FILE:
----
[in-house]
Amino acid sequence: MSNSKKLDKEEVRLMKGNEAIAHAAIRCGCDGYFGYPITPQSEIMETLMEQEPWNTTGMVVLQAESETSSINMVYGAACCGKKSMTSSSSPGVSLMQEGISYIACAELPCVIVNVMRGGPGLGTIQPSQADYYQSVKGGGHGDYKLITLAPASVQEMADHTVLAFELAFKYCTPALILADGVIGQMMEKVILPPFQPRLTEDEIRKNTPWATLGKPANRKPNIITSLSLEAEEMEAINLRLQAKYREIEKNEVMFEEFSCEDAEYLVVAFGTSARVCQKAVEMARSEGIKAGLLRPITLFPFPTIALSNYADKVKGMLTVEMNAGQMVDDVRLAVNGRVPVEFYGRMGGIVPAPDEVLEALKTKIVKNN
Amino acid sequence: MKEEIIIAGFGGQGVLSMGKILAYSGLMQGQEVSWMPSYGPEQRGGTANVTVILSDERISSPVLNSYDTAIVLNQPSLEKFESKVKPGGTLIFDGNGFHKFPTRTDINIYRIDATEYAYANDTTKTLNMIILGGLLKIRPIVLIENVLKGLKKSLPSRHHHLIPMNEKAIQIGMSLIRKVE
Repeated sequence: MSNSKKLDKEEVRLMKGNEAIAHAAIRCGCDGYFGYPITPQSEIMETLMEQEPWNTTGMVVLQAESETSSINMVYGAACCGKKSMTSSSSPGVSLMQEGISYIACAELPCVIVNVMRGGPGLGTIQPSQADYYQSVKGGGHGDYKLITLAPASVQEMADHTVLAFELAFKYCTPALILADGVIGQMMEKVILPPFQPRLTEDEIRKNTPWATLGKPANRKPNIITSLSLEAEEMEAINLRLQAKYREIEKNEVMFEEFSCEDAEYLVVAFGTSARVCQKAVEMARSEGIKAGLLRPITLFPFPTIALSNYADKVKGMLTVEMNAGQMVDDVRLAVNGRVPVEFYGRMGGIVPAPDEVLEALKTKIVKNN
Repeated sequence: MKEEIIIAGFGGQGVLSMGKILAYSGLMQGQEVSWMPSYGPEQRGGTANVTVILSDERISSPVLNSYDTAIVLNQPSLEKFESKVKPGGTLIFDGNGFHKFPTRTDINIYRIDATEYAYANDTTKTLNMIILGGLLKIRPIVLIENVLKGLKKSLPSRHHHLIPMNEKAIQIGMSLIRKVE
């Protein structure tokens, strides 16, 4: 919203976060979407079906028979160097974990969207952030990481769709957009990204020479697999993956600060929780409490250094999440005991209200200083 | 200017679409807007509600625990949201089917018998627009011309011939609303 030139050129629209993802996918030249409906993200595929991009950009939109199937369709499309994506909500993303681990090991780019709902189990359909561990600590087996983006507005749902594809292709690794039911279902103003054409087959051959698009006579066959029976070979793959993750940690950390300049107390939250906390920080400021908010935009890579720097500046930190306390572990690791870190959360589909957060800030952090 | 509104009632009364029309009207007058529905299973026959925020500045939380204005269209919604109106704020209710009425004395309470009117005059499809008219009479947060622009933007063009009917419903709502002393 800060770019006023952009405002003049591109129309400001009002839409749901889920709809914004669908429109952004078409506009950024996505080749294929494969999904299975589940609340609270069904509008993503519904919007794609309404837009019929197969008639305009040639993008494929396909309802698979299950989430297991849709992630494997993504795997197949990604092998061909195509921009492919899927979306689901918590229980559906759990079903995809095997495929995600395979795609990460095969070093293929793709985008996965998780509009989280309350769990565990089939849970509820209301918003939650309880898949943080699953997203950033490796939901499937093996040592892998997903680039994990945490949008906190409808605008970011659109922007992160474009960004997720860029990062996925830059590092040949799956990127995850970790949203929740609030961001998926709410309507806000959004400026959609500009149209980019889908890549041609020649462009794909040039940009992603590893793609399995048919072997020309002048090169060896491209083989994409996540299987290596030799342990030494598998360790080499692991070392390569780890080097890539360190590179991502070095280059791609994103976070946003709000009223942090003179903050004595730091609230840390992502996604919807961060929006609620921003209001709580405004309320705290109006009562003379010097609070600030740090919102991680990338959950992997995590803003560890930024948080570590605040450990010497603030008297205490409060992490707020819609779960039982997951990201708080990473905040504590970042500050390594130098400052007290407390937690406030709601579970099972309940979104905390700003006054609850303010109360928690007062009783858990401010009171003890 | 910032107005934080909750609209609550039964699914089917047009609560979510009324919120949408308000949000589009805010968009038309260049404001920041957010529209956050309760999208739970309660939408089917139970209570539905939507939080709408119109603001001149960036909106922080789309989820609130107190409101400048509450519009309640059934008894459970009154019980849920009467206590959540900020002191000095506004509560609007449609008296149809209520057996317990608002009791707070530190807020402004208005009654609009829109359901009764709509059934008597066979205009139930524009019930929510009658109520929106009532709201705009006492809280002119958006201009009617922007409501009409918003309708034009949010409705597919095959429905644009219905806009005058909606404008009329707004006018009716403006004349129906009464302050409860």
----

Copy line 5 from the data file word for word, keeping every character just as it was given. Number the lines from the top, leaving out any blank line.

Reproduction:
Repeated sequence: MKEEIIIAGFGGQGVLSMGKILAYSGLMQGQEVSWMPSYGPEQRGGTANVTVILSDERISSPVLNSYDTAIVLNQPSLEKFESKVKPGGTLIFDGNGFHKFPTRTDINIYRIDATEYAYANDTTKTLNMIILGGLLKIRPIVLIENVLKGLKKSLPSRHHHLIPMNEKAIQIGMSLIRKVE